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It gives wonderful coverage of the fabric and is much better than the modern cross stitch.  The reason that I took this class in the first place has it's origins back when I was in high school. For our senior assessment in year 12 we had to design a piece of embroidery as part of the Textiles and Design subject.  Looking through books I came across Assissi embroidery and fell in love with it but after the disaster of trying to do cross stitch back in year 9 I opted for drawn thread work.  (I'd never done that before, fools rush in...)  I still love Assissi work and this UFO is a wonderful learning piece.

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Samples completed

I have finished my trials of the monograms for the next children's class and learnt quite a few things whilst stitching them.  Over at Mary Corbett's blog she has trialed the same kind of designs but on totally different fabrics and for a different audience.  My samples were stitched with children and their abilities in mind.  Firstly, I couldn't afford good quality linen so had to use a cheap alternative. I choose a patchwork linen which was $20 p.m. the weave was good but the finished fabric was weak and rather thin.  It does come in white, beige and natural, which gives the stitcher a variety of background.

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Mary used a good quality homespun on the back of hers but I found this a bit difficult for kids to stitch through.  I settled on Amour Weft dress making interfacing which is iron on and gives the fabric more weight and doesn't allow shadowing of the stitching.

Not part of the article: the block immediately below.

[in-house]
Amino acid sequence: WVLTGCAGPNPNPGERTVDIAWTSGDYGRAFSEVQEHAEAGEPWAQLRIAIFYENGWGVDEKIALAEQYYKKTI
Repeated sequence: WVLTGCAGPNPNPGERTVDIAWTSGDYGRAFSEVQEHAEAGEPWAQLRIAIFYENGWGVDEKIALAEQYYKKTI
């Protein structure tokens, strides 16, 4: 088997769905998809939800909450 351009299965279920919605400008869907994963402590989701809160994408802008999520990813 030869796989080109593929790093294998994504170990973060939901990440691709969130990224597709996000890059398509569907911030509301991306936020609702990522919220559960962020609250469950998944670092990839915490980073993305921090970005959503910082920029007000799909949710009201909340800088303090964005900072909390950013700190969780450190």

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I did have to add another layer of white homespun under the white linen so have reserved this fabric for the volunteers who will be able to handle it.

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The A5 book cover is for the beginners.  I tried stitching a close confetti of seed stitch but found that it looked better spread out and the stitches a bit bigger.  (I have tried to match my stitching to that of the proposed students.) The momogram can be stitched in a range of line stitches that therefore will accommodate the skills of a beginner.  For the A6 book cover I used 2 strands of DMC for the monogram but only one for the embroidery.  I choose simple stitches, lazy daisy, french knots and fly stitch but I am sure that the kids with more experience will come up with a design to suit themselves. 

This project has to be able to be finished at the end of the 2 day class so I have simplified the making up.  I have overlocked all the edges of the linen.  This then only requires the end to be folded over to size, a piece of lining fabric place over this and then the top and bottom seams have to be machined, a 5 minute job.  If they want to they can top stitch around the edge, as I did in the A5 version, to give a neater finish. 

Big sigh of relief that I have finished that job.